(iii) Large quantities of grain were sent to feed the army. For the people in cities, breed and flour became expensive and scarce. People were not satisfied with the policies of Tsar.
(iv) Tsar Nicholas II was an autocratic, inefficient and weak ruler who believed in the divine rights of the king. The bureaucracy got special rights and privileges, but the general public got none.
(v) Tsar had imposed Russian language and culture on diverse nationalities. A large section of the Russian empire became hostile to the Tsar and his corrupt bureaucracy.
All these factors led to the end of Tsarist autocracy.
20. The Treaty of Versailles humiliated the Germans”. Explain this statement. (5)
Ans. (I) The peace treaty at Versailles with the Allies was a harsh and humiliating one. Germany lost its overseas colonies, a tenth of its population.
(ii) Germany lost its 13% territories, 75% of its iron and 26% of its coal to France, Poland Denmark and Lithuania.
(iii) The Allied Powers demilitarised Germany to weaken its power.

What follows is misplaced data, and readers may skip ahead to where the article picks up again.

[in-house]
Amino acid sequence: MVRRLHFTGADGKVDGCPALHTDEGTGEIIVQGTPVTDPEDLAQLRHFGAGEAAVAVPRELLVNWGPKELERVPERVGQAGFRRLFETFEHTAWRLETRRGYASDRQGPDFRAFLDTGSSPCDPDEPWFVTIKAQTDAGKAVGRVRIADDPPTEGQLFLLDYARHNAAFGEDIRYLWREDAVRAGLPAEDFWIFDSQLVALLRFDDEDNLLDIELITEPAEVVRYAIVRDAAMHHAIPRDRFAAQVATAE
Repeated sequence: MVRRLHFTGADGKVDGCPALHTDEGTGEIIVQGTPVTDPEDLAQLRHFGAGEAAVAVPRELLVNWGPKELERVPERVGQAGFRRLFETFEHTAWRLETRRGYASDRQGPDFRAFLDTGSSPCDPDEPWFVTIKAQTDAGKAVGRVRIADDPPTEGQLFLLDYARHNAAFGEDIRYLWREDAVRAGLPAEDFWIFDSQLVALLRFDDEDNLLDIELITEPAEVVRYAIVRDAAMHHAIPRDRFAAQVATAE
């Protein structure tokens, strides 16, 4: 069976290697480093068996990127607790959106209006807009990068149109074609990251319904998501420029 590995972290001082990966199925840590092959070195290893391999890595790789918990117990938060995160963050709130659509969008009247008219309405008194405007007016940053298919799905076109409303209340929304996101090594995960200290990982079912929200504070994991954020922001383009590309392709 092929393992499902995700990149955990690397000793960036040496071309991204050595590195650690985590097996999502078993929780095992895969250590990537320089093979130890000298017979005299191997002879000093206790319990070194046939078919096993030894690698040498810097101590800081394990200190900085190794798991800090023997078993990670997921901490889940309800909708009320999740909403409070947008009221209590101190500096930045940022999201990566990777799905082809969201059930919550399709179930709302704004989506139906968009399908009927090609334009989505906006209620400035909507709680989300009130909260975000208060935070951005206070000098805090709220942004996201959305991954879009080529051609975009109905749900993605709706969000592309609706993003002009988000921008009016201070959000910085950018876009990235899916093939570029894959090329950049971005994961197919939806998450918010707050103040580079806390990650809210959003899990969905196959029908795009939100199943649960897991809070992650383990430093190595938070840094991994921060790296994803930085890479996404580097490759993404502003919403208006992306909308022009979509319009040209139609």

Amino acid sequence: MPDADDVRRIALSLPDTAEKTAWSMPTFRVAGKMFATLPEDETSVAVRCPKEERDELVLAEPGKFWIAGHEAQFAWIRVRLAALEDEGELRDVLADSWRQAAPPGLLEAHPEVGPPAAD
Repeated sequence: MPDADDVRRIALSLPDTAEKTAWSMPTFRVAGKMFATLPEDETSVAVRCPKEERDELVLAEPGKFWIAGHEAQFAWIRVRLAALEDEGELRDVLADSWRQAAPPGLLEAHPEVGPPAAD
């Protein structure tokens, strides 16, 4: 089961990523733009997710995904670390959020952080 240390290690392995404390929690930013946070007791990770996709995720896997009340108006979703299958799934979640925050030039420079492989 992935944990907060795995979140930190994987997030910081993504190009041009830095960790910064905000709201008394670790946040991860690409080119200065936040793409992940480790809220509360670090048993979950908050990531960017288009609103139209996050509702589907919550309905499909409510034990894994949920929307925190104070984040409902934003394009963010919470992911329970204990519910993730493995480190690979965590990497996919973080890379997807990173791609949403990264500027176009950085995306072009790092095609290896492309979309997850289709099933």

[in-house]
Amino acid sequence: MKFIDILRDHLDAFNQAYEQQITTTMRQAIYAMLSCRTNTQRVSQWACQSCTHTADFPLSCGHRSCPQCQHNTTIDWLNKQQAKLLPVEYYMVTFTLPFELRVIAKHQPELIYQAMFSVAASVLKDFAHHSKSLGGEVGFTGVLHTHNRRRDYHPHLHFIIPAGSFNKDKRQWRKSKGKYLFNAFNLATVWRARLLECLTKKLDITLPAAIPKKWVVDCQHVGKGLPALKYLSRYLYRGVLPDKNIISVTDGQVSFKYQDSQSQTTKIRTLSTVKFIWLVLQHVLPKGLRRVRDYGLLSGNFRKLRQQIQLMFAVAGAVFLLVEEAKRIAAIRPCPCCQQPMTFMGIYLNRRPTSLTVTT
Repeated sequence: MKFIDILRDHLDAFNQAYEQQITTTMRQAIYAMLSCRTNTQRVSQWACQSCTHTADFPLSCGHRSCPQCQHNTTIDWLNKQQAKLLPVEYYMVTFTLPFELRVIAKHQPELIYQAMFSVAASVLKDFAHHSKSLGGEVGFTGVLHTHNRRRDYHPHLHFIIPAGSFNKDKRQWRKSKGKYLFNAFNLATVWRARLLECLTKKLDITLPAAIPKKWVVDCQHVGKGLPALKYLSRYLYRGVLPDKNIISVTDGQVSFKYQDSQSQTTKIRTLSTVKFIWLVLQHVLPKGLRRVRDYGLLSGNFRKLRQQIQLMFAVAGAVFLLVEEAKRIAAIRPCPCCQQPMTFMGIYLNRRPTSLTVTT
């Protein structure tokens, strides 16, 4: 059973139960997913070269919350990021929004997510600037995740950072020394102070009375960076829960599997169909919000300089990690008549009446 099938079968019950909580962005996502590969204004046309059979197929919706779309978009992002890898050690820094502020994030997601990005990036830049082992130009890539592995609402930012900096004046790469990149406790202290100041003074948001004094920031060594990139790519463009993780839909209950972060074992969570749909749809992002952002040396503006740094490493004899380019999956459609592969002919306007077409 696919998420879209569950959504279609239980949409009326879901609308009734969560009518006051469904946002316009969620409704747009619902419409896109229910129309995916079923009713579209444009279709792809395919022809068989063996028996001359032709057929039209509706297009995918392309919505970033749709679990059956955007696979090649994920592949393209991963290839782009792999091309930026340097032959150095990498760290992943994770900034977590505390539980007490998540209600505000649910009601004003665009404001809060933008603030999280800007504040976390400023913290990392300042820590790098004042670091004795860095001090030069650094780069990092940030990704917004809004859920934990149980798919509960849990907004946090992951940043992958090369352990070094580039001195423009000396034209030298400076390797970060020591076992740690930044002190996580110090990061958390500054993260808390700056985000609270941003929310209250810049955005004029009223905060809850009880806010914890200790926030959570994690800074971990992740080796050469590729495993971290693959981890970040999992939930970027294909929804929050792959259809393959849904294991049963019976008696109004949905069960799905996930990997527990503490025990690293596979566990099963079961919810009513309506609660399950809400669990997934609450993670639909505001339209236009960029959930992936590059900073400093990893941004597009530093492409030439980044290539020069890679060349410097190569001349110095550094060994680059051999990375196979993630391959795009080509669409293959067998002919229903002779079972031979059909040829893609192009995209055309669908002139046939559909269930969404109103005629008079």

(iv) The war guilt clause held Germany responsible for the war and damages the Allied countries suffered.
(v) Germany was forced to pay compensation amounting to 6 billion dollars.
(vi) The Allied armies also occupied the resource-rich Rhineland for much of the 1920s.
21. Explain any five significant characteristics of the adolescent population of India.
Ans. (i) Adolescent population is generally grouped in the age group of 10 to 19 years.
(ii) It constitutes one-fifth of the total population of India.
(iii) They are the most important resource for the future.
(iv) Nutritional requirements of adolescents are higher than those of normal child or adult